Music is a universal creative force, one that has inspired poets, painters, actors religious followers, writers, dancers, and filmmakers since the earliest beginnings of the human race. There is something elemental in music that cuts through our logical brains and reaches right to our feelings. From classical arias to death metal dirges, well made music has a unique ability to inspire our imaginations and stimulate our emotions.
Is it any wonder that most artists you talk to will tell you that they listen to music while they paint or write? As a writer, I’ve always found that certain songs will inspire images or characters or scenarios in my mind that are completely unconnected to whatever meaning the original artist intended when they wrote it. Maybe some of you out there do the same. Here’s a question for the writers out there: Is there a certain song that always reminds you of particular character of yours, regardless of whether it seems appropriate for that character or not? I’m betting the answer is yes for a lot of you.
Here’s an example: For some reason, the No Doubt song “Don’t Speak” brings images to my mind of the previous relationship between my heroine Caroline and her long-time lover Sebastian, now the villain of my story. If you read the book, you might see how strange a choice that song is, but you may also find that you can see why it might be appropriate. Naturally, it’s not the words of the song that bring me there: it’s the feeling of the song, its tone of longing and regret.
Music has always been a part of my creative experience. I love listening to music while doing anything, but especially while writing. Like many writers, I build specific playlists for major characters in my story. What’s interesting is when the character and the playlist diverge significantly. For example, in my most recent novel, the main character is a jazz loving New York gangster during the 1930s. Naturally, I spent several months immersing myself in the music of the period. I listened to Louis Armstrong, Benny Goodman, Paul Whiteman, Tommy Dorsey, Chick Webb, and dozens of other musicians until I felt I had a good feel for that period and what artists my protagonist would favor. But a funny thing happened when I started writing. As appropriate as that music was to the period, a lot of it just didn’t have the kind of strong emotion that I need to inspire me. Over time, I discovered that my gangster’s “soul” sounded more like Frank Sinatra, the Rolling Stones, Billy Joel, and Kid Rock, at least as far as the feeling I needed to write him.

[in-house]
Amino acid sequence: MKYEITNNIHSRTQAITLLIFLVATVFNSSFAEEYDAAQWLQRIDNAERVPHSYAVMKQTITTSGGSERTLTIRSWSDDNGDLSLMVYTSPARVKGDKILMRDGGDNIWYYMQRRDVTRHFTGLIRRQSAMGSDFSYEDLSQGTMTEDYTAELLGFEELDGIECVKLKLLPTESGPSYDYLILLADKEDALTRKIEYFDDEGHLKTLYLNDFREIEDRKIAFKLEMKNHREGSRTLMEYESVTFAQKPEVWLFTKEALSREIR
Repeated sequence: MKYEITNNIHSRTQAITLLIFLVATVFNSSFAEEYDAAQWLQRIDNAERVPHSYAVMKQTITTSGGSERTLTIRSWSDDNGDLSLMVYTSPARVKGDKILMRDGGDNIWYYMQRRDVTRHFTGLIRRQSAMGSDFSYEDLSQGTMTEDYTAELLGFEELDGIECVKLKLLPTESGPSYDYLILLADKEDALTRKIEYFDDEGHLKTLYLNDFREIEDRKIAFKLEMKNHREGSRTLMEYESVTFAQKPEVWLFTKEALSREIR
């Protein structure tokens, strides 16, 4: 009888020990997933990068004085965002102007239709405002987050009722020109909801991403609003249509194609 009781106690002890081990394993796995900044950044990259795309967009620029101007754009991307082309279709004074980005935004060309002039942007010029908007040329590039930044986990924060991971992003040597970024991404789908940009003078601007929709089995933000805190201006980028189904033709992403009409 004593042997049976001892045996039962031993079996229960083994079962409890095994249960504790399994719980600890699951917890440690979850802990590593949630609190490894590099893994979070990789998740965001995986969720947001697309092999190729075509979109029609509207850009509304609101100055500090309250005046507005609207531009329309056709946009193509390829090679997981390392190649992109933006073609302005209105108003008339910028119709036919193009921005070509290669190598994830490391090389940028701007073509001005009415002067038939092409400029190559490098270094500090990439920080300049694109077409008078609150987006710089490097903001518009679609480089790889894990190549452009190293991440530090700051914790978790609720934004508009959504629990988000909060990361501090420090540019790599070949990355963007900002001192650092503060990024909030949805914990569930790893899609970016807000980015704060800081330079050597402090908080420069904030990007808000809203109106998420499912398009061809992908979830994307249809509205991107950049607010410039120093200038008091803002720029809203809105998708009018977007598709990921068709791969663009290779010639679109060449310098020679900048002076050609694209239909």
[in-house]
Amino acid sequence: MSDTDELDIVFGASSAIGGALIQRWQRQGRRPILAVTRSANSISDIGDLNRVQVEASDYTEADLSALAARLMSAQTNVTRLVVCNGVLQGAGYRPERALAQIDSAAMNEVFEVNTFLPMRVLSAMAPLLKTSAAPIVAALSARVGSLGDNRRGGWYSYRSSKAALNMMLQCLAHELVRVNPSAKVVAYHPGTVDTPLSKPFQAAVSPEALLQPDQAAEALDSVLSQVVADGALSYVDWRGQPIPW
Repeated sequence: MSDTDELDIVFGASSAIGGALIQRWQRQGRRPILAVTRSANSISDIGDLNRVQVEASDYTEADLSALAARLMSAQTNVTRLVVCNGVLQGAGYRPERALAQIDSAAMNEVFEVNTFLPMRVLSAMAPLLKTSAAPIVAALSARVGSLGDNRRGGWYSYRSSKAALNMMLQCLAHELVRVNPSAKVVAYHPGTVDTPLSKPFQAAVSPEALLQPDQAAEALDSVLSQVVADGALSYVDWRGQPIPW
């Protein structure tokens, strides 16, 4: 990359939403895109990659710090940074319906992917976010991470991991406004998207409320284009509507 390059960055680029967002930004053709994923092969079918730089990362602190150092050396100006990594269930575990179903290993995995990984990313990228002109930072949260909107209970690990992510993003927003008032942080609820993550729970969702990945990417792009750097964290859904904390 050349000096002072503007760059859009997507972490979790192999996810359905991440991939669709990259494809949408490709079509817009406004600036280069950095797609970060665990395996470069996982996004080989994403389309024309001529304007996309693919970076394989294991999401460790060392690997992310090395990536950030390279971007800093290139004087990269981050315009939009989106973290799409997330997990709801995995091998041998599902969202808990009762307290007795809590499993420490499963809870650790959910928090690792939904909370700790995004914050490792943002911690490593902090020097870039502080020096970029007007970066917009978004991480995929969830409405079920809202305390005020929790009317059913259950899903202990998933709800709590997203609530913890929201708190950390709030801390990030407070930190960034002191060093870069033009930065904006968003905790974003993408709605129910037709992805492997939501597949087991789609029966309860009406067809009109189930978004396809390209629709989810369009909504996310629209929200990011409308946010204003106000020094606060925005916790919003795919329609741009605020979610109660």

That was an important lesson for me, since I had always tried to pick music that I felt was “appropriate” to the character, but what I realized was that the music is a tool for me, not the character. Knowing that your character loves Barry Manilow is a necessary part of character creation, and you should probably listen to some just so you can discover what about that music your character enjoys—but it does you no good to build a Barry Manilow playlist to write to if it’s going to put you to sleep.
I don’t regret for a moment the time I spent learning about 20s and 30s jazz and swing, however, because not only did it allow me to understand an element of my character better, but it also broadened my musical horizons and introduced me to some early artists that I now genuinely enjoy. The same thing happened on my first book, which featured a cast of Native American characters as protagonists. I got to discover the wide and fascinating world of Native American music, both traditional and contemporary. There are some great artists out there like Robbie Robertson, Brul’e, and others who bring a magical spirituality to their music that transports me out of myself. Granted, not all of the music I listened to effected me in that way, some of it just wasn’t to my taste, but it broadened my perspective and gave me an insight that I needed to write those characters more effectively.
Actors often use music playlists to help them get into the emotional headspace of a character and, for me, this is one my favorite parts of music. I’ve never been musically gifted myself, which I regret, but it has always been a big part of my writing process. Naturally, rock or pop music isn’t the only choice. For those that find lyrics too distracting, there are always classical music and film scores to use. The music used in films and TV is designed to heighten your emotional reactions, so they often make ideal listening choices for when you need inspiration.
So, the next time you find yourself blocked and looking for inspiration, try listening for it instead and let your muse out to dance a little!